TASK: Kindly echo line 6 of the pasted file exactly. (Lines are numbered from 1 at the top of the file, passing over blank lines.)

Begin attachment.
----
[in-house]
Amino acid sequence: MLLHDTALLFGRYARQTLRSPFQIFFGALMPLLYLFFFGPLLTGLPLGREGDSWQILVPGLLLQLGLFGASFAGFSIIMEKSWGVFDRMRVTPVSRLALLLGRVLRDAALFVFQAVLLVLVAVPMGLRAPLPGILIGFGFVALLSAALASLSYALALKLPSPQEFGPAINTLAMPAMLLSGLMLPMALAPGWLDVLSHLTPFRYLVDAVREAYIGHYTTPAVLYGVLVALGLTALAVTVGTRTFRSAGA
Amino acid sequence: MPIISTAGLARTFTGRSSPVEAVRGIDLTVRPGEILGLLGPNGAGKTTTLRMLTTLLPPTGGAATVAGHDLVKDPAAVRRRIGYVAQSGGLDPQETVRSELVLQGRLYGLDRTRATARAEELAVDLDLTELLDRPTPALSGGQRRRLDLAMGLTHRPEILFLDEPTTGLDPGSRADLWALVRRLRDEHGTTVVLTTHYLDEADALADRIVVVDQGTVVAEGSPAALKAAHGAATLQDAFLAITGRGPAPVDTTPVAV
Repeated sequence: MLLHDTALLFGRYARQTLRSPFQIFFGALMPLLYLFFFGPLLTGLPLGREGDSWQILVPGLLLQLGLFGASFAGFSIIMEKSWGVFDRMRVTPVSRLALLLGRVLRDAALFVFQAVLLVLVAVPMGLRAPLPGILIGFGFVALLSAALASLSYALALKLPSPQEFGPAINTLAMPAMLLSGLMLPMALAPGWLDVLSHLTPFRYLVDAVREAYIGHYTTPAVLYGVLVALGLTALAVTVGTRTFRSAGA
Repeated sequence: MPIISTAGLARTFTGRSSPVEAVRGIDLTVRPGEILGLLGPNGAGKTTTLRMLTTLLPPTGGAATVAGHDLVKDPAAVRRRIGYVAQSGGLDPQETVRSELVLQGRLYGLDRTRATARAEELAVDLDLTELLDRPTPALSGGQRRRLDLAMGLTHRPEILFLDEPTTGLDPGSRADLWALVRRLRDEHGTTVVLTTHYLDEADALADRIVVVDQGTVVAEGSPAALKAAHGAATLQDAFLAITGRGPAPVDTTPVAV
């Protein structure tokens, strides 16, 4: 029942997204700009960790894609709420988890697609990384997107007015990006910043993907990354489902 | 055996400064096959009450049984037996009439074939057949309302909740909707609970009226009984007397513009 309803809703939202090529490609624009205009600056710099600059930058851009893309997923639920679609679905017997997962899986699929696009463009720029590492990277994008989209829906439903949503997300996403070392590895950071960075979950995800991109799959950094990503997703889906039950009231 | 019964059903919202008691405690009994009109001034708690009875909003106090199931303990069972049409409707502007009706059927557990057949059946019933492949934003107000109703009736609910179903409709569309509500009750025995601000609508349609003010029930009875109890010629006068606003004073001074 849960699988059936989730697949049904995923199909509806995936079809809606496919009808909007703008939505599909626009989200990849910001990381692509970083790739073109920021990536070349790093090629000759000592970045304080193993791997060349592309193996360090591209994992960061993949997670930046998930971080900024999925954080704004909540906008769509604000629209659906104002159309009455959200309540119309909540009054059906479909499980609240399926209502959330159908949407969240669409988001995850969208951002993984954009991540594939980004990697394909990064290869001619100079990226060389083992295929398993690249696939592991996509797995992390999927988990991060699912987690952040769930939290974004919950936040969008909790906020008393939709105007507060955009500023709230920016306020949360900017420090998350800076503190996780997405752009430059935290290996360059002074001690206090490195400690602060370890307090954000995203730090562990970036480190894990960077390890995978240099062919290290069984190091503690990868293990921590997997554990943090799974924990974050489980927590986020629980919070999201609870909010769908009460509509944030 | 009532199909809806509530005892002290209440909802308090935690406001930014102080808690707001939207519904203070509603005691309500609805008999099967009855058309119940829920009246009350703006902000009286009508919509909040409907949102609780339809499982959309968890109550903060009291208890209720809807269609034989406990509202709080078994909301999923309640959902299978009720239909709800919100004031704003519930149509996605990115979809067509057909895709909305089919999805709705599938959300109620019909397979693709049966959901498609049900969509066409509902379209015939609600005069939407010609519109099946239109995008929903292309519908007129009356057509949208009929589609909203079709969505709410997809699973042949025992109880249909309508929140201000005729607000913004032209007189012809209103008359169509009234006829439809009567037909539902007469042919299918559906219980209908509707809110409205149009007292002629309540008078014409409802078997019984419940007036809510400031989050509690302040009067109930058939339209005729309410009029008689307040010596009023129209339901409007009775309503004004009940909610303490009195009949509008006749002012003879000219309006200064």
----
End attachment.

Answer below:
């Protein structure tokens, strides 16, 4: 029942997204700009960790894609709420988890697609990384997107007015990006910043993907990354489902 | 055996400064096959009450049984037996009439074939057949309302909740909707609970009226009984007397513009 309803809703939202090529490609624009205009600056710099600059930058851009893309997923639920679609679905017997997962899986699929696009463009720029590492990277994008989209829906439903949503997300996403070392590895950071960075979950995800991109799959950094990503997703889906039950009231 | 019964059903919202008691405690009994009109001034708690009875909003106090199931303990069972049409409707502007009706059927557990057949059946019933492949934003107000109703009736609910179903409709569309509500009750025995601000609508349609003010029930009875109890010629006068606003004073001074 849960699988059936989730697949049904995923199909509806995936079809809606496919009808909007703008939505599909626009989200990849910001990381692509970083790739073109920021990536070349790093090629000759000592970045304080193993791997060349592309193996360090591209994992960061993949997670930046998930971080900024999925954080704004909540906008769509604000629209659906104002159309009455959200309540119309909540009054059906479909499980609240399926209502959330159908949407969240669409988001995850969208951002993984954009991540594939980004990697394909990064290869001619100079990226060389083992295929398993690249696939592991996509797995992390999927988990991060699912987690952040769930939290974004919950936040969008909790906020008393939709105007507060955009500023709230920016306020949360900017420090998350800076503190996780997405752009430059935290290996360059002074001690206090490195400690602060370890307090954000995203730090562990970036480190894990960077390890995978240099062919290290069984190091503690990868293990921590997997554990943090799974924990974050489980927590986020629980919070999201609870909010769908009460509509944030 | 009532199909809806509530005892002290209440909802308090935690406001930014102080808690707001939207519904203070509603005691309500609805008999099967009855058309119940829920009246009350703006902000009286009508919509909040409907949102609780339809499982959309968890109550903060009291208890209720809807269609034989406990509202709080078994909301999923309640959902299978009720239909709800919100004031704003519930149509996605990115979809067509057909895709909305089919999805709705599938959300109620019909397979693709049966959901498609049900969509066409509902379209015939609600005069939407010609519109099946239109995008929903292309519908007129009356057509949208009929589609909203079709969505709410997809699973042949025992109880249909309508929140201000005729607000913004032209007189012809209103008359169509009234006829439809009567037909539902007469042919299918559906219980209908509707809110409205149009007292002629309540008078014409409802078997019984419940007036809510400031989050509690302040009067109930058939339209005729309410009029008689307040010596009023129209339901409007009775309503004004009940909610303490009195009949509008006749002012003879000219309006200064």